US & Canada

Cheney angered by Bush decision on Scooter Libby pardon

Former Presidents George W Bush and George HW Bush
Image caption Mr Bush threw out the first pitch at a World Series game last month, but has largely kept a low profile since leaving office

George W Bush had a falling-out with Dick Cheney over Mr Bush's refusal to pardon the vice-president's top aide in a spy-outing scandal, Mr Bush has said.

Lewis "Scooter" Libby was convicted of perjury and obstruction in a probe into the leaking of CIA spy Valerie Plame's identity.

Mr Bush told NBC News his decision to spare Libby a prison sentence rather than pardon him angered Mr Cheney.

But, in a interview to promote a book, he said the friendship had recovered.

"We are friends today," Mr Bush said. "I was a little concerned at the time. It was a hard decision at the time but that's what you do when you're president, you make hard decisions."

Lewis Libby was found guilty in March 2007 in the case connected to Mr Bush's decision to invade Iraq. He was sentenced to two-and-a-half years in prison and a $250,000 (£155,077) fine. Mr Bush said the prison sentence was excessive and commuted it at the end of his presidency.

Libby's trial stemmed from the accusation that the White House had illegally made public the identity of Ms Plame, a serving CIA agent, in an effort to embarrass her husband Joseph Wilson.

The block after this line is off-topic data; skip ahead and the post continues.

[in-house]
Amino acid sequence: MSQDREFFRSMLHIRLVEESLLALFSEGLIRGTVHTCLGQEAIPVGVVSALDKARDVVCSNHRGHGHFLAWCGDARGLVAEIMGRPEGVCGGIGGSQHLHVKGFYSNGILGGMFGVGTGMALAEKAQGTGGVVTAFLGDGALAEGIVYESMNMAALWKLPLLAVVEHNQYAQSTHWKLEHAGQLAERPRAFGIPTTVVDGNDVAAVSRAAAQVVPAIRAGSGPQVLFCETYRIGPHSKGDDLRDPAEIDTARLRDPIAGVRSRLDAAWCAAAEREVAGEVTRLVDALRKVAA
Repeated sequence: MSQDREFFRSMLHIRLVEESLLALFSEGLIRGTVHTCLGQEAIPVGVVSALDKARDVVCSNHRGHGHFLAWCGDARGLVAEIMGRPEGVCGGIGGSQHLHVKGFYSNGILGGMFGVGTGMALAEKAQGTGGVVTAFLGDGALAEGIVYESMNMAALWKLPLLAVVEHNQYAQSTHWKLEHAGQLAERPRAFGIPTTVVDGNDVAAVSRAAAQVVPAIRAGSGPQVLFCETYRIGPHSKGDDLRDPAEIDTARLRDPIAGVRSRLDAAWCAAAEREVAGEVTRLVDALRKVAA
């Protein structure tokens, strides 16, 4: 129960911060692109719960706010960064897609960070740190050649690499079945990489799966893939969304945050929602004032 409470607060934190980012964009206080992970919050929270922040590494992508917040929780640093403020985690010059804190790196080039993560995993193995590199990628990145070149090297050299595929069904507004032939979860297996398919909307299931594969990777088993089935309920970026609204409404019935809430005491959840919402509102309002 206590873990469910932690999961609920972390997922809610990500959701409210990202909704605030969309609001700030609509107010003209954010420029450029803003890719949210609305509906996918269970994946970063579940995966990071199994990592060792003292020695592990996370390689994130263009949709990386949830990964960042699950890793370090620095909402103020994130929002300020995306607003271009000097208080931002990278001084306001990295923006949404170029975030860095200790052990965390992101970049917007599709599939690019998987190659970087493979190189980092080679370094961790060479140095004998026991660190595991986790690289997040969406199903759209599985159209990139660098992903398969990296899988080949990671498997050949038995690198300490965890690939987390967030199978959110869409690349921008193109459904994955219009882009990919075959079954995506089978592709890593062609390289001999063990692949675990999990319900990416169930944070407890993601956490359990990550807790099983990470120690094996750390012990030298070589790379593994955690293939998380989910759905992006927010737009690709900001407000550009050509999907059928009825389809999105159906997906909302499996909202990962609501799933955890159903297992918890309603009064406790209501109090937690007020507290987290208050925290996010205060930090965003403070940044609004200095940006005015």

Mr Wilson was a diplomat who had publicly challenged the White House's claim that Saddam Hussein had sought uranium from Niger in Africa.

Libby was found to have lied to investigators about conversations where he mentioned Ms Plame but he was not convicted of having directly leaked her name.

'Habitual drinker'

In clips from a wide-ranging interview in advance of the publication this week of Mr Bush's memoir Decision Points, the former president also discussed his widely-reported decision to give up drinking at his 40th birthday.

"I didn't like the person I was," he said, noting his preference for beer, martini and bourbon. "I was a drinker. Now, I wasn't a knee-walking drunk."

Mr Bush agreed with interviewer Matt Lauer's suggestion that he was a "habitual drinker" rather than an alcoholic.

"In either case alcohol becomes central to your life," he said, "and I finally woke up and I realised that if I did not want to live a life where alcohol was central."

Mr Bush credits the decision to give up drinking with his success in life, including winning the presidency in 2000.

According to advance excerpts from Decision Points, Mr Bush describes a "sickening feeling" about the failure to find weapons of mass destruction in Iraq, and reveals he briefly considered replacing Mr Cheney ahead of his 2004 re-election bid.

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